Antioxidants May `Filter' Smoking Damage
BOSTON--Adding antioxidants to cigarette filters may reduce the amount of free radical damage incurred by the smoker, according to two in vitro studies presented by Theodore Hersh, M.D., and Wendy Barkin of Atlanta-based Thione International at the Americ
Free radical damage caused by cigarette smoke affects proteins, DNA and lipids, and can lead to atherosclerosis, chronic lung disease and cancer, according researchers from the University of California, Berkeley. However, the intake of antioxidants may prevent smoking-related diseases by combating this oxidative damage (Cancer Epidemiol Biomarkers Prev, 11, 1:7-13, 2002).
According to two studies conducted by Hersh, president of Thione International, and colleagues, there may be a way to limit the amount of damage caused by cigarette smoke. "We're in a pilot right now whereby our patented complex is being manufactured through tobacco filters for cigarettes so that as the cigarette is consumed, the smoke from the tobacco basically enters through that filter," explained Gary Falconbridge, vice president of marketing at Thione International. "The complex actually absorbs many of these harmful chemicals."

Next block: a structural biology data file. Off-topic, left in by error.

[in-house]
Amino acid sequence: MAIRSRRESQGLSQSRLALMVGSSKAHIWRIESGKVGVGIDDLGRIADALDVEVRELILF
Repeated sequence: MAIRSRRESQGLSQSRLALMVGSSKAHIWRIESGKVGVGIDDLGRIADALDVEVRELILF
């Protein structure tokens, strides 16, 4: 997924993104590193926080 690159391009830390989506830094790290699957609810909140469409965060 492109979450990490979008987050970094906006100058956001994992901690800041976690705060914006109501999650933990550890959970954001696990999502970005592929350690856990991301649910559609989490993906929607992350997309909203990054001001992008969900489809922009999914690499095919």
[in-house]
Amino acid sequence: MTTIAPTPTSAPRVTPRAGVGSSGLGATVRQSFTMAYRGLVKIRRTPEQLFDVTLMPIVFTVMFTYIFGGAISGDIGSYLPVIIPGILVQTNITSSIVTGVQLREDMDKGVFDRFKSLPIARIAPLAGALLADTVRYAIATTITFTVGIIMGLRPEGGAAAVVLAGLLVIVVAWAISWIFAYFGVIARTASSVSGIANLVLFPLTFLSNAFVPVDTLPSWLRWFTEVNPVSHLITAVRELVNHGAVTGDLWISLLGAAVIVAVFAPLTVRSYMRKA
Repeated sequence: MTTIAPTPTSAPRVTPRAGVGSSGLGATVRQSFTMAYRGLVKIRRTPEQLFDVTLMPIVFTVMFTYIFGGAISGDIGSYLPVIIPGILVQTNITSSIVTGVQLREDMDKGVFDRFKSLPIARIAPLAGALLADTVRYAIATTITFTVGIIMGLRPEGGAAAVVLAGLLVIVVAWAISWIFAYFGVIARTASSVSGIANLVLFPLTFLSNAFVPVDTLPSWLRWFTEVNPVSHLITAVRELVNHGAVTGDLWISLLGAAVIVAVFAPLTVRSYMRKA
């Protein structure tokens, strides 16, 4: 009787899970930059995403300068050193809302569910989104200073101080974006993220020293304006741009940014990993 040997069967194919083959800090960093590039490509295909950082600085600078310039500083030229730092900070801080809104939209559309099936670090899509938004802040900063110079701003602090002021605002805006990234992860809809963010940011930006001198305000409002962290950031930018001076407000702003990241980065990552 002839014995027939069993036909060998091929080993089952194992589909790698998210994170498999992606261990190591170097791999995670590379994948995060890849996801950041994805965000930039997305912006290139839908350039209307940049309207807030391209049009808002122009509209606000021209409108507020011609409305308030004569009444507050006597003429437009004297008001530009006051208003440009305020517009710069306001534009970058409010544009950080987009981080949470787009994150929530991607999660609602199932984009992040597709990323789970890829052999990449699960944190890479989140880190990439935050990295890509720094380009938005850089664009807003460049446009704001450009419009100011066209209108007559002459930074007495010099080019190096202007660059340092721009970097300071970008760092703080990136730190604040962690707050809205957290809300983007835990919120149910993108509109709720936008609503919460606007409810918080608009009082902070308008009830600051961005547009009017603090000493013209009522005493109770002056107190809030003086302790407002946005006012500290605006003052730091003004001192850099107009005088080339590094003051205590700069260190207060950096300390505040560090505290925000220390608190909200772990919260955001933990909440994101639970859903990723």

The first study presented at the AAAS meeting indicated that treating smoke with Thione Antioxidant Complex--which is comprised of L-glutathione, N-acetyl-L-cysteine and L-selenomethionine microencapsulated in liposomes--may reduce human cell death after exposure to cigarette smoke. The in vitro study indicated that fetal fibroblasts survived 95 percent and 100 percent of the time after 24 and 48 hours of exposure to antioxidant-treated smoke, as compared to 60 percent and 77 percent survival after exposure to untreated smoke. In addition, human lymphocyte survival averaged 100 percent and 15 percent after 20 and 80 minutes of exposure to antioxidant-treated smoke as compared to 65 percent and 8 percent survival after exposure to untreated smoke.
The second in vitro study presented at the AAAS meeting indicated that cigarette smoke treated with the same antioxidant complex may reduce the amount of damage done to human salivary proteins, which may be responsible for oral cancer. Researchers collected saliva samples from non-smokers and exposed it to treated and untreated cigarette smoke. Damage to the saliva proteins exposed to untreated smoke was significantly higher than the damage incurred by saliva proteins exposed to treated smoke. Researchers concluded that antioxidant complex in the filter of a cigarette can neutralize oxidants and damaging agents to salivary proteins.
"As a physician, I know that people can't or won't quit [smoking]," Hersh said. "If you can't get them to quit, one of my responsibilities as a physician is at least to lessen their risks of developing diseases related to tobacco. ... Knowing that smokers develop millions of free radicals, and the person smoking inhales many of these free radicals, we opted to see whether we could reduce the harmful effects of these free radicals even before they're inhaled by the smoker."